3755 Richmond Avenue; 713-622-6778;; Open for lunch Mon.-Fri., for dinner Mon.-Sat. Dinner prices for starters run $12-$28, main courses $24-$49.

Ciao Bello
5161 San Felipe (at Sage)

    Over the years Tony Vallone has owned, and sold, various casual Italian restaurants and trattorias, and last year opened his best yet, one that comes closest to his own passions about la cucina casalinga.  Ciao Bello, opened last year,  is  not 180 degrees from the elegant Tony's (above), for you'll find the same care of preparation by Chef de cuisine Cesar Toriz, even similar dishes like the fedelini amatriciana, crudi,  and osso buco with risotto.
     But Ciao Bello is very different in its brightly lighted décor, with high ceilings and very high decibel levels, more for a crowd that wants to eat without fanfare and be in and out in an hour or so.  It has a long menu, with salume and antipasti like shrimp Livornese with olive oil, garlic, and white wine; several salads;  and well-made, thin crusted  pizzas. The housemade pasta and risotto section alone lists 15 items, including outstanding renderings of osso buco-stuffed raviolo with porcini mushrooms; agnolotti with stuffed squash in a light sage sauce; linguine with shellfish, wine and tomato; and a daily risotto.  Portions for these are generous enough for  a main course.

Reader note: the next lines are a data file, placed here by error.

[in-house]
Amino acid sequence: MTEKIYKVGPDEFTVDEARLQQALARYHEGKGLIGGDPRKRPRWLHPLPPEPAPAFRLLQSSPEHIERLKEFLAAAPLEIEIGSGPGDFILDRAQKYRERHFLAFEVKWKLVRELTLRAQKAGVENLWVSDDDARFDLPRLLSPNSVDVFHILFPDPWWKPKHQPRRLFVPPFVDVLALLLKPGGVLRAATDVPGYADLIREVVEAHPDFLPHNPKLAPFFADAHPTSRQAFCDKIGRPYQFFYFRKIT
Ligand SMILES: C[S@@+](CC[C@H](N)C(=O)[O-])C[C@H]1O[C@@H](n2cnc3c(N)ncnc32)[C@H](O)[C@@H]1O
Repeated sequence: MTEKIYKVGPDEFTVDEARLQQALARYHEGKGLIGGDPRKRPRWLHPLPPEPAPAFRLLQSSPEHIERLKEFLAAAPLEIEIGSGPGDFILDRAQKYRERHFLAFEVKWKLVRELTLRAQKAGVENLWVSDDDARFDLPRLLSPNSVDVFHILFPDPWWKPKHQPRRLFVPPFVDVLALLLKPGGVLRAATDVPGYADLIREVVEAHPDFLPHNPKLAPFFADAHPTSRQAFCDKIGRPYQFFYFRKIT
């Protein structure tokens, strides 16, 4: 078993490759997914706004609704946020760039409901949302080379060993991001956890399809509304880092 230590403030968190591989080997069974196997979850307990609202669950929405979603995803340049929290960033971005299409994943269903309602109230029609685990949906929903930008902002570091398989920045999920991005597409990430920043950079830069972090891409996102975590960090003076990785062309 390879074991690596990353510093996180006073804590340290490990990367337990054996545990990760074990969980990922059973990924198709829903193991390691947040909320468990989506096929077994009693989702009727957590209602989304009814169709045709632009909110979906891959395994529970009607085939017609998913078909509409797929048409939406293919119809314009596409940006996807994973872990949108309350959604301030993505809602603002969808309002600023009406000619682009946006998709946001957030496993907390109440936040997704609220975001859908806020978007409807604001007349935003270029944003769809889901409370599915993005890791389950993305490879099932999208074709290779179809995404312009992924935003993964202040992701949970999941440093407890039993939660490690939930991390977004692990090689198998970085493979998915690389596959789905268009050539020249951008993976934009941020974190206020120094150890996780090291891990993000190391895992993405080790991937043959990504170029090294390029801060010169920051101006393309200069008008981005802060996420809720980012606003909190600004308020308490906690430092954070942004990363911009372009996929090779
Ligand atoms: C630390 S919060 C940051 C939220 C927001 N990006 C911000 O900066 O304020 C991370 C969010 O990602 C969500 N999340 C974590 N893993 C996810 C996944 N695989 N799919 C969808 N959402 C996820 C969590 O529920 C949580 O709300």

There are nine seafood dishes, with a terrific red snapper mandorlate with tomatoes, vodka, and the bright idea of crispy eggplant to give texture and sweetness.  For a hefty main course, go with the shortrib braised for a long time in barolo wine, and if you want something simple, the succulent "Aunt Mary's grilled chicken" with lemon, white wine and mushrooms is an ideal choice. One dish I'm dying to try next time is available only at brunch--Tony's fried chicken on a Belgian waffle with the Italian touch of amaretto syrup.
    Among the desserts, I liked best a nostalgic Sicilian cannoli and old-fashioned zeppole fritters with just enough lemon to cut their sweetness.